LEO, Ind. (WPTA21) - For twelve years, Todd Sidel and his family have lived on a farmstead off of Vandolah Road.
It wasn’t an average move to a bigger home for them.
The property that they decided to buy in 2009 included two historic barns, well over 100 years old.
“We looked at it, and fell in love with it,” Sidel said. “It wasn’t in the best of shape — it had a lot of things that needed to be done, but it looked like it was all fairly cosmetic. The bones of everything that was here looked like it was in really good condition.”
The family have spent the last decade cleaning up brush around it, removing the past owner’s trash, and learning about its backstory.
Sidel has managed to uncover much of its history, through the genealogy records of the man that built it.
“Thomas Vandolah owned very large parcels in this area around here,” he told us. “These barns were built in 1889, best as we can tell, so they’re about 132-years-old right now.”
Sidel’s largest building, is a cantilevered bank barn, made with timbers harvested from the land on which it sits.
Vandolah also built a smaller, scale barn used to weigh contents coming in and out of the farm.
Aside from the labor Sidel has put into the buildings, he’s also had to put a lot of money into them to keep them standing.
“I had a group of engineers and carpenters from Illinois come in — they actually lifted up the large bank barn,” he said, “moved it off the lower foundation and pulled it back four inches.”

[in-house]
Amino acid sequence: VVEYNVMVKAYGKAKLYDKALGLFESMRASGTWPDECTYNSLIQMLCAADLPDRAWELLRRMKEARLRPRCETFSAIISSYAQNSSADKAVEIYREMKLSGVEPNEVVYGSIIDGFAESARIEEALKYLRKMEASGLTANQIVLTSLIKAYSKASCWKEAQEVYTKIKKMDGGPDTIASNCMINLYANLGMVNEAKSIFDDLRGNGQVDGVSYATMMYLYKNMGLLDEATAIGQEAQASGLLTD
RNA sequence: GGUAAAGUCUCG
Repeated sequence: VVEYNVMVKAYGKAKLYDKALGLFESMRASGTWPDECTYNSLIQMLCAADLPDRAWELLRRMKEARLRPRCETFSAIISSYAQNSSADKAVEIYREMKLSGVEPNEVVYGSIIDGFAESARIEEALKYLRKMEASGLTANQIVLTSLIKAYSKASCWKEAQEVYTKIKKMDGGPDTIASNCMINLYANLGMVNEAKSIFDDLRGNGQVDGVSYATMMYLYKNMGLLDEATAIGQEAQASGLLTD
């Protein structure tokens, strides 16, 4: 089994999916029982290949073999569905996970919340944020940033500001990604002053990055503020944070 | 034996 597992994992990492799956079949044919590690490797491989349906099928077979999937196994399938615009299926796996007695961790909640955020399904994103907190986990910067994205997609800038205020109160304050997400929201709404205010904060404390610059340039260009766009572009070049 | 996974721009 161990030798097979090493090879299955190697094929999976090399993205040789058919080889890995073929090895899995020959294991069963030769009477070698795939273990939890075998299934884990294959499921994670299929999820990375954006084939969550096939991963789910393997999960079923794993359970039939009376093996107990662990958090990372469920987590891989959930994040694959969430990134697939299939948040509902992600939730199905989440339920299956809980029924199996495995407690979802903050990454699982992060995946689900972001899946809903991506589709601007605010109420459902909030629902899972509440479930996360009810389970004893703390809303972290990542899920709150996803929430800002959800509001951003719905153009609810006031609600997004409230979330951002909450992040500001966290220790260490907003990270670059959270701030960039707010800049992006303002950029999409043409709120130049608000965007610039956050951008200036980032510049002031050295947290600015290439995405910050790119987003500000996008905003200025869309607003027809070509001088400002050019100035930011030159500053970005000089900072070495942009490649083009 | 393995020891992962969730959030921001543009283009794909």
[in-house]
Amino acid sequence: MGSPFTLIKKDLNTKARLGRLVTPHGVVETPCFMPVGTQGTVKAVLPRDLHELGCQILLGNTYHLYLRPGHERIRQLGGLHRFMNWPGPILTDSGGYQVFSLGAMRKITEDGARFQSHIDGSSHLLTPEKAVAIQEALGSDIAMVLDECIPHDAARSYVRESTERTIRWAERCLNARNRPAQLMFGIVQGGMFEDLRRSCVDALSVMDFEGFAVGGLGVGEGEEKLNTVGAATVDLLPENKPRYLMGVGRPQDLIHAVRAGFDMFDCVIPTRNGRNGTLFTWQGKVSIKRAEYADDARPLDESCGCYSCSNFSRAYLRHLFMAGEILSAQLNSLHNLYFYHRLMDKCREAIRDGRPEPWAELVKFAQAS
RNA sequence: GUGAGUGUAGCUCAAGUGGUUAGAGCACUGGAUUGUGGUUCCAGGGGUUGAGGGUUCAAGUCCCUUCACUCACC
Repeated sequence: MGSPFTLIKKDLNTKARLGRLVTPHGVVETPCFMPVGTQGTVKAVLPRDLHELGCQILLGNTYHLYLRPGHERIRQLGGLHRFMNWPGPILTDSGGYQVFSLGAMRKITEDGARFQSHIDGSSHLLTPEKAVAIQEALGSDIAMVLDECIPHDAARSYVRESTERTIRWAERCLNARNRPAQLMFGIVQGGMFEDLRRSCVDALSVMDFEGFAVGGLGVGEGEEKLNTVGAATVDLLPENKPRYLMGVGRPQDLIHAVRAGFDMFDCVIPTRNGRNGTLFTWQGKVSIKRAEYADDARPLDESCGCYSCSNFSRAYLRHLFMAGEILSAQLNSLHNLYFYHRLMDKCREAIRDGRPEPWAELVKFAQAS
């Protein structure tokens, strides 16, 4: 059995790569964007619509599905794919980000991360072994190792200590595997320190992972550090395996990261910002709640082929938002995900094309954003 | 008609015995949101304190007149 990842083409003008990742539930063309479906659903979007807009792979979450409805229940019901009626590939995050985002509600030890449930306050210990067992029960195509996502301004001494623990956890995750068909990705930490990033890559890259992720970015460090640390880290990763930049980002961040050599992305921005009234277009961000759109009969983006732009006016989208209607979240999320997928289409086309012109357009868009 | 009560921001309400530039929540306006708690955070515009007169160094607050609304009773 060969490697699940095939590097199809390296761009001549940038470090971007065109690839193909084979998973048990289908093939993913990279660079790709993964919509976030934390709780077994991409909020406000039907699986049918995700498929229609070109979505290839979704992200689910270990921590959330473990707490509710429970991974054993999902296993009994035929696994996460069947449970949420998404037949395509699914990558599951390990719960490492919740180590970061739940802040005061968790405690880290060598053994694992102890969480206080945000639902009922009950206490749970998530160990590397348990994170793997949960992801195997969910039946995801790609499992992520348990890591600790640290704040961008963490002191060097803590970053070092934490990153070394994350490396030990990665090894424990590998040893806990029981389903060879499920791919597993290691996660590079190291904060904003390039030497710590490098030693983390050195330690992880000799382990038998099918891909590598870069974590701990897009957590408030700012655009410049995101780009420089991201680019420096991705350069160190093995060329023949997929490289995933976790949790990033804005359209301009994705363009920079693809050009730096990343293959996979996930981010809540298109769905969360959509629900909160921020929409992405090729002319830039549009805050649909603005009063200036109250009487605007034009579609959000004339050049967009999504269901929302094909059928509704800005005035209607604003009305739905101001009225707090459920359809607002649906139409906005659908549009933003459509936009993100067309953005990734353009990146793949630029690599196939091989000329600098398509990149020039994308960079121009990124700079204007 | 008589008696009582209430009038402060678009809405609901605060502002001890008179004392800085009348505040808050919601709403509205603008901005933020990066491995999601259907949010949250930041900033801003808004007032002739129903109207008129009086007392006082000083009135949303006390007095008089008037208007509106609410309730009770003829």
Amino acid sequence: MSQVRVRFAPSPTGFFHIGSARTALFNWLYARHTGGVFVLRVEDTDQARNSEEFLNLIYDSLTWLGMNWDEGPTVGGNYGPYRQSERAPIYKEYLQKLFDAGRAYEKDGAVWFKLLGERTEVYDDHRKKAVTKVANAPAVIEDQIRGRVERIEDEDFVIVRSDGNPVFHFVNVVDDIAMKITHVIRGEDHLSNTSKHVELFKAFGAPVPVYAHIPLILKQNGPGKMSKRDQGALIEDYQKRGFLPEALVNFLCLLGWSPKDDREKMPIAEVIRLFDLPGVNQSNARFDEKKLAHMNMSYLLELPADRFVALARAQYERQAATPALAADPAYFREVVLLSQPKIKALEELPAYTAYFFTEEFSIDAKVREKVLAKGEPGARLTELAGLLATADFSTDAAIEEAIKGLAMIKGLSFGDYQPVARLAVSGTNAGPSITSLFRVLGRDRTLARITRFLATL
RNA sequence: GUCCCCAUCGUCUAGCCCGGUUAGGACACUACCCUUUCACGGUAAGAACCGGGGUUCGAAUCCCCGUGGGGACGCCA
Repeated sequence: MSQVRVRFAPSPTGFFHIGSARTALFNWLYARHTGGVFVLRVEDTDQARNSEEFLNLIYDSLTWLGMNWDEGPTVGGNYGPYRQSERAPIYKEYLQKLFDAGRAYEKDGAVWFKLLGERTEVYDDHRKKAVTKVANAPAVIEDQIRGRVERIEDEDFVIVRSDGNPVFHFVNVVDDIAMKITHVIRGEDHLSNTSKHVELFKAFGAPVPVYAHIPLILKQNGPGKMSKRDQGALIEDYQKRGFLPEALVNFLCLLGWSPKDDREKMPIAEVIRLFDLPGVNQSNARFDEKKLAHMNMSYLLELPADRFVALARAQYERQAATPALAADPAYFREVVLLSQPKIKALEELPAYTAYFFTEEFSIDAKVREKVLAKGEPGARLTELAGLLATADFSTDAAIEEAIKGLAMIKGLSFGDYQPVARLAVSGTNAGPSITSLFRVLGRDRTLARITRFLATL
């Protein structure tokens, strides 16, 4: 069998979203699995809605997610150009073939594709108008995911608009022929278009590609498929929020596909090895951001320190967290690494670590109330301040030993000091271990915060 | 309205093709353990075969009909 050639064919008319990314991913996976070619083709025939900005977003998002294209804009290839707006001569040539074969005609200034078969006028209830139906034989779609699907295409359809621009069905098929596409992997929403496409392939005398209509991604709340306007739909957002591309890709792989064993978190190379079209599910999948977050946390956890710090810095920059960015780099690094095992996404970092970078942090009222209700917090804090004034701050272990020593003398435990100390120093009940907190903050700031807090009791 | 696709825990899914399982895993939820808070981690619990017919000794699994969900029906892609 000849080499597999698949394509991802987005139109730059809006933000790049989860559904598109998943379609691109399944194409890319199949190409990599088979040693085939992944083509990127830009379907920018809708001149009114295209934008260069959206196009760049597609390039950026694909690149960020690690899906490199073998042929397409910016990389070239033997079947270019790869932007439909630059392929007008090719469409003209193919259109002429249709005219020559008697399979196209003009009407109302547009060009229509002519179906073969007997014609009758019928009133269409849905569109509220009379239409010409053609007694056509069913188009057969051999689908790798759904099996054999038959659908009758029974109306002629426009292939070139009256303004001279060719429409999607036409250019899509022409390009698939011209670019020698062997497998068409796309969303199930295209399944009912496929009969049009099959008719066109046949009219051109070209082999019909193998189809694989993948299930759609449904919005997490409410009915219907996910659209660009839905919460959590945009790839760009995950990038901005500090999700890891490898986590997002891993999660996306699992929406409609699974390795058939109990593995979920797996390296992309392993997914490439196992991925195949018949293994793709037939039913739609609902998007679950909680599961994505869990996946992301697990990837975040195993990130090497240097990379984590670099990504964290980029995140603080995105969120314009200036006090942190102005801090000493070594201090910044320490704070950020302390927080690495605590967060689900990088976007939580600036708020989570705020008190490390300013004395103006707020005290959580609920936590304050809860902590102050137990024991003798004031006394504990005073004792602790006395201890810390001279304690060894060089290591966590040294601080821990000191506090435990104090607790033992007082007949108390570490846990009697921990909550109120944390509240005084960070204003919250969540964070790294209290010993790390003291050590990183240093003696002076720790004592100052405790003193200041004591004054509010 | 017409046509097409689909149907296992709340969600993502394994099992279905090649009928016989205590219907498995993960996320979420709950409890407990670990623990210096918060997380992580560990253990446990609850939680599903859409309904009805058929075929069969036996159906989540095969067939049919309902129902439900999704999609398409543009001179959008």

“It had been pushed by the elements over the years,” he added.
That process, done in August, cost around $21,000.
As a hobbyist woodworker, the investment made sense to Todd Sidel, who appreciates the architecture and craftsmanship of an earlier time.
He shared about how the trees were harvested as greenwood, which contributed to a barn nearly as strong as steel.
“As the wood dried, it shrinks because it had all that water in it,” he said, “and as it shrinks, these joints become unbreakable.”
Many beams in both buildings were hand-hewn.
During his time owning the barns, he’s loved having any opportunity to share what he knows with others.
“I enjoy teaching people about different aspects of these barns,” Sidel told us. “The jointery that’s involved in making them, talking about some of the woodworking elements of the barn as well.”
“These barns are not here forever,” he continued. “I’ve probably seen a dozen barns like this one in the area, that have either fallen to demolition or fires, and they’re not being built any longer like this. Enjoy them while they’re still here.”
September 25, the Sidel family barn will be open to the public to check out, as part of the Indiana Barn Foundation 2021 Tour.
You can learn more about that event here.